Please use this identifier to cite or link to this item:
Evaluation of flexible hull types for very large floating structures
|uhm phd 9615562 uh.pdf||Version for UH users||4.09 MB||Adobe PDF||View/Open|
|uhm phd 9615562 r.pdf||Version for non-UH users. Copying/Printing is not permitted||4.15 MB||Adobe PDF||View/Open|
|Title:||Evaluation of flexible hull types for very large floating structures|
Offshore structures -- Design and construction
|Abstract:||In this study, Very Large Floating Structures (VLFS) of different hull forms (semisubmersible and mat-like) are evaluated on the basis of their hull motions and structural responses. Some suggestions and recommendations are provided for selecting a configuration. The theory of linear hydroelasticity is applied to the analysis. The success of such an analysis of VLFS by means of available computers rests on the development of three efficient hydroelastic analysis methods that significantly reduce the CPU time and the required computational storage. The first method employs the modified Morison's equation and linear structural dynamic theory. The hydrodynamic coefficients in the modified Morison's equation, are obtained using the extended MacCamy & Fuchs' method for the columns and the strip theory for the pontoons, respectively. The method predicts better results at higher wave frequencies than does the Morison's equation method. In the second method, the simplified zero-draft Green function is employed in the hydrodynamic analysis and in the structural analysis a mat-like floating body is modeled as an equivalent floating plate. These two efforts result in significant CPU savings. The mathematical model of the last method employs a three-dimensional hydroelasticity theory. Two techniques are introduced to increase the computational efficiency of this method. One is related to the convergency of the Green function and the other involves the use of an iterative sparse solver for the linear system of equations. This method is especially efficient for the analysis of a VLFS in terms of CPU and storage. Hence, it has been possible to analyze the hydroelastic response of a VLFS with the available computer resources.|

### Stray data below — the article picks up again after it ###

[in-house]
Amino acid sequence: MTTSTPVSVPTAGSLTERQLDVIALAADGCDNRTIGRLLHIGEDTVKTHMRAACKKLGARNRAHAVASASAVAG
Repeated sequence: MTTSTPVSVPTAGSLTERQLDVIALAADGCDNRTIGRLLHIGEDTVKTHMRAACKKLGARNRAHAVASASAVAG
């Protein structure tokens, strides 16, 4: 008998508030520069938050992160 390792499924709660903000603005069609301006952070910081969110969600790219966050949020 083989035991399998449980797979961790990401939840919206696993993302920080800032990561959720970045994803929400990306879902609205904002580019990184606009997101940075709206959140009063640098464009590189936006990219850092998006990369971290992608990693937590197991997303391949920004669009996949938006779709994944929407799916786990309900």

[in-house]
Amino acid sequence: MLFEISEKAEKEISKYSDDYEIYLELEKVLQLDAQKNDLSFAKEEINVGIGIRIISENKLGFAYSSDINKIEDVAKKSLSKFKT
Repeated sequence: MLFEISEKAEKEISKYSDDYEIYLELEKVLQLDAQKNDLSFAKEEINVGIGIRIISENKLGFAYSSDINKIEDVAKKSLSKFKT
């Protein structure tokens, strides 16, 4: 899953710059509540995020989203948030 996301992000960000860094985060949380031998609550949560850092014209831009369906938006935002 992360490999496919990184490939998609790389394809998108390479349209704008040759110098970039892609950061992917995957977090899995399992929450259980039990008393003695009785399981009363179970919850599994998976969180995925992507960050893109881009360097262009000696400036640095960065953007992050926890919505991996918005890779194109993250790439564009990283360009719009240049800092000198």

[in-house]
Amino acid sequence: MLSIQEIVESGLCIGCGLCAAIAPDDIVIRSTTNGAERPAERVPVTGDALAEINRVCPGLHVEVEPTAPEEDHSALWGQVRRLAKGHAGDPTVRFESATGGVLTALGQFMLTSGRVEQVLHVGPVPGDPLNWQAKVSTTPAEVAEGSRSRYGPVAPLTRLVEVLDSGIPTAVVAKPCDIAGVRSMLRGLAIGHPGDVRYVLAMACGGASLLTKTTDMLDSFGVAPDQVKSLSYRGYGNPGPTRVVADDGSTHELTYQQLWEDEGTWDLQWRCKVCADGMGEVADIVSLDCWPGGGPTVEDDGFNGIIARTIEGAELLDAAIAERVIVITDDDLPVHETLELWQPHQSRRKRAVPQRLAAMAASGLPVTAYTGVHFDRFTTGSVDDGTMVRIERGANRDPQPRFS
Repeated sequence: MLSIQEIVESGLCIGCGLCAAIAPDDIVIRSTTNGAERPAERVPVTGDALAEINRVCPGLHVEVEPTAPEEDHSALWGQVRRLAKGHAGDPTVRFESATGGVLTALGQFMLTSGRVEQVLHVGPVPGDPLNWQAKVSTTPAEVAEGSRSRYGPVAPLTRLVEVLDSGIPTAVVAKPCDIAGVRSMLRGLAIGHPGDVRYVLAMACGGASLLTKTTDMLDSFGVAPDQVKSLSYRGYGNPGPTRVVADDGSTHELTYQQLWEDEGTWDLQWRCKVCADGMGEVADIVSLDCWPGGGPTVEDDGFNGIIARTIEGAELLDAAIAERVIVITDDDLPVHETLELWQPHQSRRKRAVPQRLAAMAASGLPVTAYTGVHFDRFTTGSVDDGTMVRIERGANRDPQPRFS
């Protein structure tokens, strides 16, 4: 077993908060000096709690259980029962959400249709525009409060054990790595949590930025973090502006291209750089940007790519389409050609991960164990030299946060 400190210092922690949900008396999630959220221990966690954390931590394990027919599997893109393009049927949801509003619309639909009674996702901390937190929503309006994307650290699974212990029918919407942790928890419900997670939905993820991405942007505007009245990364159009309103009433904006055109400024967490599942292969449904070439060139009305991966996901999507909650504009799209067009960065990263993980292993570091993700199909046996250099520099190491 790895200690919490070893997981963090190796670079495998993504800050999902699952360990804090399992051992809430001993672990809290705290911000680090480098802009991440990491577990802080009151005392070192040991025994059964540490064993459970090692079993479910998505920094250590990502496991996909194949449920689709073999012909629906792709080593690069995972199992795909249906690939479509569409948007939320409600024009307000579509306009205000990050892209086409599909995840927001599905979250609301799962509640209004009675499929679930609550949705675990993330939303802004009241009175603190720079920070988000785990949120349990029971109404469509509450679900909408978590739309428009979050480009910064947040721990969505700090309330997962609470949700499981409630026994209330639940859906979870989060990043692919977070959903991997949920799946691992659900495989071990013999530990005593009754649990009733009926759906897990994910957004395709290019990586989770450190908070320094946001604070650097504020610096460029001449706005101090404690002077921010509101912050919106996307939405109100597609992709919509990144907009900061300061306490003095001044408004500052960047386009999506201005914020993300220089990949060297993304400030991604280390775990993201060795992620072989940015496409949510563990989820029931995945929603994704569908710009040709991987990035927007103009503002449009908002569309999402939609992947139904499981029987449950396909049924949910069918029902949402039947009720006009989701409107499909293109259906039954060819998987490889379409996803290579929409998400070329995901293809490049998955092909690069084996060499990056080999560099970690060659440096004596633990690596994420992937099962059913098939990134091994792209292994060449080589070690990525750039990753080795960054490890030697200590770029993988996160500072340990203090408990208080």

|Description:||Thesis (Ph. D.)--University of Hawaii at Manoa, 1995.|
Includes bibliographical references (leaves 180-193).
xxi, 193 leaves, bound ill 29 cm
|Rights:||All UHM dissertations and theses are protected by copyright. They may be viewed from this source for any purpose, but reproduction or distribution in any format is prohibited without written permission from the copyright owner.|
|Appears in Collections:||
Ph.D. - Ocean Engineering|
Please email email@example.com if you need this content in ADA-compliant format.
Items in ScholarSpace are protected by copyright, with all rights reserved, unless otherwise indicated.